THE HITCHHIKER’S GUIDE TO COMMUNITY

by horsleyrichie

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Hitch-hiking: It’s all about mentality. You’re on the road with your thumb out, if you’re prepared you’ve made a sign. Zoom … zoom … zoom, the cars go by. The vans go by. The trucks go by. You force a wider smile. You sweat and gulp some water, you scrutinize your cardboard sign. Maybe the ‘L’ in Bilbao isn’t clear enough. You go over it in your biro; the Lidl in St Jean de Luz didn’t have any thick markers. You write a new sign: St Sebastien (it’s a little nearer).  Hmmmm, the ‘IEN’ is a little squashed. Oh well. You hold it out, force a fresh smile and dance a kooky ‘I’m-not-a-rapist-I’m-a-nice-man’ jig. Zoom. Your mind starts to wander and then … hang on … hang on is that an indicator … ? Yes they’re stopping! They wind down the window with an awkward grimace. ‘Bonjour .. en faites je vais aller juste a la village prochaine, dix kilometres peut-être’. I’ve stopped listening; my backpack is nestled up against the magazines and empty bottles of the back seat and I’m bouncing into the front. Your car smells beautiful. 10km is 10km … I’m on the road.

I’m halfway through my year of visiting intentional communities and I’ve just had a lesson in this classic hippie mantra: life is a journey, not a destination. I recently hitchhiked from an arts community near Montpellier in the south of France to my cousin’s eco-homestead near Sertã in central Portugal. The trip took three days. The experience reminded me of the inherent link between having a positive mentality and sustaining high motivation. I have always been fascinated with motivation, with the way in which people maintain focus and passion for the lifestyle they have chosen, or the life that has been thrust upon them. One of my hopes upon visiting intentional communities was that the people there would be more enthused with their day-to-day lives than the average ‘mainstream’ citizen. I guessed that because they’d expressly chosen to live in an alternative way, they would have more commitment and excitement about living it.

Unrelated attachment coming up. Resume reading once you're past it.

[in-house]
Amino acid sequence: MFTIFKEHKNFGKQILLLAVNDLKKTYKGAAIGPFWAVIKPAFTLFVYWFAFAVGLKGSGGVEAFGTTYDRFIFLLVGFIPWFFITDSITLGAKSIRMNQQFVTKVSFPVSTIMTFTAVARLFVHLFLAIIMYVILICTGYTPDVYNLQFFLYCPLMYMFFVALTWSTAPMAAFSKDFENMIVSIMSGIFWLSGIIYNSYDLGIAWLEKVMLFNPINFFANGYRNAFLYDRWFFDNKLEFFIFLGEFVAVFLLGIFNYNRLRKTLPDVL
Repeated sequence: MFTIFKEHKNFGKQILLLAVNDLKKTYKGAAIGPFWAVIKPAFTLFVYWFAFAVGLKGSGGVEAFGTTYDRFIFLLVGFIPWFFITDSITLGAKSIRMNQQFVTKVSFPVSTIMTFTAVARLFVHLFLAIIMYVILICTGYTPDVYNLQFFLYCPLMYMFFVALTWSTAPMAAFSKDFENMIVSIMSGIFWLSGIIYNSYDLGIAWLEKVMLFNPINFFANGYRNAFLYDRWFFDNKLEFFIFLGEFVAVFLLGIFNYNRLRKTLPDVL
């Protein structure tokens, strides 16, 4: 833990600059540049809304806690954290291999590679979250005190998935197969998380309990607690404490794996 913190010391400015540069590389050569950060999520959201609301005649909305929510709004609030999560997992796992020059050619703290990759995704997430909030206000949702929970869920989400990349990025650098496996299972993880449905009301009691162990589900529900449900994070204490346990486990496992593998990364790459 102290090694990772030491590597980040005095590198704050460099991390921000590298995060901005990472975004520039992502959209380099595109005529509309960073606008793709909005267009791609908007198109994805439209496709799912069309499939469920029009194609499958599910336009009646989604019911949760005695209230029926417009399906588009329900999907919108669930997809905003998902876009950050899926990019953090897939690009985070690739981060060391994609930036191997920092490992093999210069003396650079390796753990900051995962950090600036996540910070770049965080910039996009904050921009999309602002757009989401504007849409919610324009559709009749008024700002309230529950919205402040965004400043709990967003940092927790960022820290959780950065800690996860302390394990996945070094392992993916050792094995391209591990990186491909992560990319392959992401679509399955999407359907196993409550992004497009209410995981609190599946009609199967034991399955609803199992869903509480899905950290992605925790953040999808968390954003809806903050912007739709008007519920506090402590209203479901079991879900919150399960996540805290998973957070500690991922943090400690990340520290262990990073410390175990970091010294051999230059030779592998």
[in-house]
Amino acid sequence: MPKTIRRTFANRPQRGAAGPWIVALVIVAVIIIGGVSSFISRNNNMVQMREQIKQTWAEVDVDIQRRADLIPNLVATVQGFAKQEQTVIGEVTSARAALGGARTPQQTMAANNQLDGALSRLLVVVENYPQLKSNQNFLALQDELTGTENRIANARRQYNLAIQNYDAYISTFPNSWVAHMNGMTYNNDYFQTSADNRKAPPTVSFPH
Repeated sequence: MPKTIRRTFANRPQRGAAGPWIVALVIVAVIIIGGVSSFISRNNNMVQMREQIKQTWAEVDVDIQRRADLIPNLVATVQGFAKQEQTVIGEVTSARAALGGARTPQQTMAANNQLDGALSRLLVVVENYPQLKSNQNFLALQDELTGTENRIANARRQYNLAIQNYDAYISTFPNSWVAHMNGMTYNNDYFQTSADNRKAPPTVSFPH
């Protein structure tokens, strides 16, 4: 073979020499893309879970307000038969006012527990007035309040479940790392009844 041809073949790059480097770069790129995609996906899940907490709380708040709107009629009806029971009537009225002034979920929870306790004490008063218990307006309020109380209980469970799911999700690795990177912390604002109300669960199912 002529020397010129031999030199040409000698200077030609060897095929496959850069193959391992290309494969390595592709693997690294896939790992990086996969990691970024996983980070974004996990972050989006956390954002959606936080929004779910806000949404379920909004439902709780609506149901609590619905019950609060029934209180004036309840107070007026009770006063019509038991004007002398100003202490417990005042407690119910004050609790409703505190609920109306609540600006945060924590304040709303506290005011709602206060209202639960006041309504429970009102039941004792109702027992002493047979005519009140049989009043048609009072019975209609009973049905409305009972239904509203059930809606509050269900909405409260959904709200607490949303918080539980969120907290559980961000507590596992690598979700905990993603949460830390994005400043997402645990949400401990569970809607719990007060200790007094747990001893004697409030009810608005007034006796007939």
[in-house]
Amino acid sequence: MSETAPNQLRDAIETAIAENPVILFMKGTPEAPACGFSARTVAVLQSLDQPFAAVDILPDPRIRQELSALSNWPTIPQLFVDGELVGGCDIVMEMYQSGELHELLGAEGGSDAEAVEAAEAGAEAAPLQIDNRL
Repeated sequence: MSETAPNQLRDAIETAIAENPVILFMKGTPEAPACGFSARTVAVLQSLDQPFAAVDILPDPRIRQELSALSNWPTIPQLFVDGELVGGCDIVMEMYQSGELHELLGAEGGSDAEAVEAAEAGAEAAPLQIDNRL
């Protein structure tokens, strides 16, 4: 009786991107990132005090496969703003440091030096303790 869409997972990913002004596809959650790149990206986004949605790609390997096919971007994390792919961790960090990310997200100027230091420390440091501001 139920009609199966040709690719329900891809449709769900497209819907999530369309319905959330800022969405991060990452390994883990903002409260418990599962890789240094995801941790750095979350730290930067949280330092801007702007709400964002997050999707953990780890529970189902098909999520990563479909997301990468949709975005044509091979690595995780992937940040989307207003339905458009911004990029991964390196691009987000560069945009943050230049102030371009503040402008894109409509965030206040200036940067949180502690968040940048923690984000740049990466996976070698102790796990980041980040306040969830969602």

Hitch-hiking is a daunting exercise in self-motivation. It is unlike all other travel in that your journey is both totally out of your control, and totally within your power to alter. You’re not waiting for a scheduled train, you’re not rushing for a chartered flight, you’re a toy sitting on a shelf. You make yourself look pretty (friendly), you advertise your attributes (you hold a sign of your destination) and then you do your best to get sold (pick a good spot on the road, wave your arms, do dances, give smiles, compliment people). The more energy you put in, the more rides you get.

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Motivation is easiest to understand at its most primal. When you’re hungry, you’re motivated to find food. When you’re horny, you’re motivated to find a sexual partner. When you’re out on the road with no way forward besides a seat in a stranger’s car, you’re motivated to search for a lift. By making yourself vulnerable, you inspire action in others. The best way to hitch is to ask for lifts directly, usually at service stations on the highway where it’s clear to all drivers that you’re stuck until someone helps you. This method also takes the most courage and self-motivation, no one is going to approach you so you have to sell yourself. And when you do you get a lift, a whole new gauntlet begins.